Younger dogs typically only visit their veterinarian for annual checkups. Senior dogs require increased attention and need semi-annual visits instead. This allows signs of illness or other problems to be detected early and treated appropriately. These semi-annual exams are very similar to younger dogs’ annual visits, but may be a bit more in depth and include dental care or blood work. In between the six month visits, it is important that pet parents keep an eye out for possible behavior changes or warning signs of disease. If any changes are noticed, contact your veterinarian right away with a description of the changes. AVMA is a wonderful resource for known warning signs and symptoms of possible illnesses.
7) Is all the testing veterinarians recommend necessary? What tests should be done and how often?
This is a very personal question that requires many underlying questions to be asked. How much do you trust your vet? What are your pet’s symptoms? Getting a second opinion on serious procedures may be a good option. Pet owners can expect some changes in their pet’s health needs as they age including a change in vaccinations.
8) What accommodations should be made in a household with a senior pet?
The accommodations required for a senior pet will depend upon his or her own health situation. A pet may need more trips outside, so installing a pet door if you have a fenced backyard may help. Hearing loss and failing eyesight may also occur. You can eliminate some safety concerns by removing dangerous objects such as tables with sharp corners, tripping hazards, or holes outside. Announcing your presence and avoiding sneaking up on your pet can help reduce stressful and startling situations. Avoiding all stressful situations can prevent your dog from becoming irritable. Other changes may include avoiding stairs and spending more time inside.
9) Do senior pets cost more than young pets or vice versa?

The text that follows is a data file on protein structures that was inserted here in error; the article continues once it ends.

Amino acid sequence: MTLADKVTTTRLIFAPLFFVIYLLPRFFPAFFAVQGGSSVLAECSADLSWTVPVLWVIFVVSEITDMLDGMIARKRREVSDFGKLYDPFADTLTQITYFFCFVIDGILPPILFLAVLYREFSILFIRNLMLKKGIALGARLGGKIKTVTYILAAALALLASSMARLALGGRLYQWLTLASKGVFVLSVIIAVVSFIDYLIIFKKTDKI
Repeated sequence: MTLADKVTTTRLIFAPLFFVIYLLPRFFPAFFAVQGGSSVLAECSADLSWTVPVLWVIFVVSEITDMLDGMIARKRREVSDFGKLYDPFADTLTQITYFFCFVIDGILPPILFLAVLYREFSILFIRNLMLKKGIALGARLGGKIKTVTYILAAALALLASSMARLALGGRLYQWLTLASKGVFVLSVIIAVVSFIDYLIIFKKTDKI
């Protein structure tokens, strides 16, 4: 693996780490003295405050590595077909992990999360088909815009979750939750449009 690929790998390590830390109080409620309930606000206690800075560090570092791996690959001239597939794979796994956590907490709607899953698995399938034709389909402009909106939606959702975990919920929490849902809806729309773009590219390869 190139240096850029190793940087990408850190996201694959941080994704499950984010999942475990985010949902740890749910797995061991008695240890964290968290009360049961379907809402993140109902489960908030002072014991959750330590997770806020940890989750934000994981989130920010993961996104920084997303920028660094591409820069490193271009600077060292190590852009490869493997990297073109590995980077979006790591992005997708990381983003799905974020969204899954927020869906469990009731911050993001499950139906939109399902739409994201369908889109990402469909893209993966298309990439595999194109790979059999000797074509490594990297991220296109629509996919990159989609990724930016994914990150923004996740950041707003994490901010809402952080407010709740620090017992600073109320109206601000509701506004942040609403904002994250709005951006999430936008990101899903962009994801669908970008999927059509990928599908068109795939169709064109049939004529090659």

Senior pets may cost more than a younger pet. You may see increased vet bills, but a pet at any age can have health problems and emergencies. Money may need to be spent on supplements and other modifications for your pet’s comfort. Supplements along with other possible medicines may increase your pet’s monthly costs.
10) How much will a pets energy change as they get older?
It is typical to see a change in energy level and increased joint pain in older pets. Less energy may require a change in your pet’s diet. Senior pets typically require 30-40% less calories than younger dogs of the same size and breed. Many companies make food specifically for senior pets, which has fewer calories and protein to help avoid weight gain.
Adjustments to activities may need to be made, but it is important to keep your dog active for as long as possible. Slow jogging down to walking or even limit the amount of exercise time, but as soon as a dog stops being active, they will lose the ability to be active. Keep an eye on your pet’s actions to see if more modifications need to be made or if they are struggling to keep up.
What answer were you most surprised by? Did I miss anything?
About the Author: Jessica Shipman is a bargain hunter, food lover, and software engineer figuring out how to be a pet parent for the first time. While she currently lives in Northern Virginia, she graduated from Cornell University with a BS in Information Science, Systems, and Technology, and sometimes misses the upstate New York snow. Jessica has been a long time lover of all animals (especially llamas and manatees) and is happy that she can finally combine that love with technology. This article was originally posted on January 21, 2014 on Beagles and Bargains.